Wednesday, January 7, 2015

High Voices and The High Court

My uncle recently sent me a study from a linguistics journal in which a pair of researchers at the University of Chicago found this:

Lawyers with higher, less masculine voices, tend to have a better chance of winning a case presented to the U.S. Supreme Court than do those with deeper voices. The researchers enlisted the assistance of 200 volunteers to listen to 60 recordings of male lawyers making a pitch to the high court, specifically to their opening statement, which is the same for everyone. The volunteers were asked to rate the person by voice alone regarding masculinity, confidence, etc. The team then used the data from the volunteers (and from acoustic statistical analysis) to compare against how successful the lawyer had actually been in making their case. They found that one single trait stood out from the others, the degree of masculinity of the voice. Those with high or less masculine sounding voices fared much better than did those with low, masculine sounding voices.

Now, I’ve never had the pleasure of appearing before the United States Supreme Court, but if I did, I now know exactly who I would hire as outside counsel to argue my case: The Chipettes! Specifically, Eleanor, Brittany, and Jeanette.

Apart from being totally adorable, they have really high voices and look super smart. Especially Jeanette. (Because she has glasses. Because she reads. Like, a lot. And her little chipmunk eyes hurt from reading so much. So she had to get glasses. So that means she’s smart. But when she whips off those glasses with one paw and lets down that top-knot of fur from her chipmunk head, Wowza! Watch out)!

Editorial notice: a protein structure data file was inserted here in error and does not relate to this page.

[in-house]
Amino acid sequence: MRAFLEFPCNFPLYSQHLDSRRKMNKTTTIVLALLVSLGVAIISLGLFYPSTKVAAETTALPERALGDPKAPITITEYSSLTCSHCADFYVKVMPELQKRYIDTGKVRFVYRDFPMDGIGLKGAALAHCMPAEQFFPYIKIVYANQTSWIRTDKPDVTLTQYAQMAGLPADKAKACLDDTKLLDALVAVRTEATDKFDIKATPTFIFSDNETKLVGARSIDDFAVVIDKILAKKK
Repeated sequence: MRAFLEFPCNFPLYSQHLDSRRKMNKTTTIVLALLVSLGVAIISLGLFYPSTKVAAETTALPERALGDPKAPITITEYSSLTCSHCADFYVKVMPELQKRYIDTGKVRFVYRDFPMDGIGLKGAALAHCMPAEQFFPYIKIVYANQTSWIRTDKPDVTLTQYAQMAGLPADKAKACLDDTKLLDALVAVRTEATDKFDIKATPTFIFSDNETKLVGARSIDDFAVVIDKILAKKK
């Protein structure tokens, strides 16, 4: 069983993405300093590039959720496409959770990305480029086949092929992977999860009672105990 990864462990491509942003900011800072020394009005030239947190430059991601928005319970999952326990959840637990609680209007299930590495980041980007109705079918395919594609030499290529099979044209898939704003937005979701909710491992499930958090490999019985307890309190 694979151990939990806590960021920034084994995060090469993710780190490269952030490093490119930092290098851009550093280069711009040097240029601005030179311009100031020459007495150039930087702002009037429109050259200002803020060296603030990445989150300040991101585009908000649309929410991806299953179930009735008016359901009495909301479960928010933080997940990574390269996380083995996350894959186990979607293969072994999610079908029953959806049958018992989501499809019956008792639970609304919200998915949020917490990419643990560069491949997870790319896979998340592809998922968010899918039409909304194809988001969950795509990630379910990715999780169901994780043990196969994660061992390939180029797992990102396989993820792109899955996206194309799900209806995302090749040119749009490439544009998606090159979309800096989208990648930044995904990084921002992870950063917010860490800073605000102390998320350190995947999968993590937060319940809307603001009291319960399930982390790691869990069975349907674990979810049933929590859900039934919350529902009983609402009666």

Anysqueak, Jeanette would be the one to argue the case, and I would make Brittany and Eleanor do all the briefing. They all have the same squeaky, high voice, but Jeanette really has the look that says: 

“You can trust me, Justice Sotomayor and Chief Justice Roberts, because I have glasses AND a high, squeaky voice. Yes, yes. I concede that I’m a rodent. Actually, allow me to amend that slightly: I'm a cartoon rodent. But there is this little thing . . . well, it's kind of a big deal actually, and it's called equal protection. It's in the part of the Constitution  . . . hang on . . . I think I chewed through my copy ... oh here it is . . . it's that part that says all men and anthropomorphized singing female Muppet chipmunks are created equal. I would draw the Court’s attention to its landmark 5-4 holding in Alvin v. Theodore & Simon, et al., 123 U.S. 67 (1986).” 

Come on. Jeanette would OWN that argument.

This study has single-handedly rendered irrelevant all legal scholarship on what it takes to present a winning argument to the High Court. All you need is a plaid skirt, glasses, a high squeaky voice, a pair of prominent CGI incisors, and a taste for raw cabbage leaves and karaoke.

Thank goodness for the law firm of Eleanor, Brittany, & Jeanette, LLC!

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